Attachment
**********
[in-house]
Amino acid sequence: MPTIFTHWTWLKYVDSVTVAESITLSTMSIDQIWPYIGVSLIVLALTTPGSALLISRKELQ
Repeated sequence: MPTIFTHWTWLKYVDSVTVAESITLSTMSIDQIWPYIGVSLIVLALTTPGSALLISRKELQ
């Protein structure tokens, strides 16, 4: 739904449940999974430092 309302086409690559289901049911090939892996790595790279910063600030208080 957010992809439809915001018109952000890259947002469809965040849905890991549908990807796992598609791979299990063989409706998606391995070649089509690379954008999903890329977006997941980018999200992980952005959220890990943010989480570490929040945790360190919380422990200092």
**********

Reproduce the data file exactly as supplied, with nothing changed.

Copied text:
[in-house]
Amino acid sequence: MPTIFTHWTWLKYVDSVTVAESITLSTMSIDQIWPYIGVSLIVLALTTPGSALLISRKELQ
Repeated sequence: MPTIFTHWTWLKYVDSVTVAESITLSTMSIDQIWPYIGVSLIVLALTTPGSALLISRKELQ
């Protein structure tokens, strides 16, 4: 739904449940999974430092 309302086409690559289901049911090939892996790595790279910063600030208080 957010992809439809915001018109952000890259947002469809965040849905890991549908990807796992598609791979299990063989409706998606391995070649089509690379954008999903890329977006997941980018999200992980952005959220890990943010989480570490929040945790360190919380422990200092």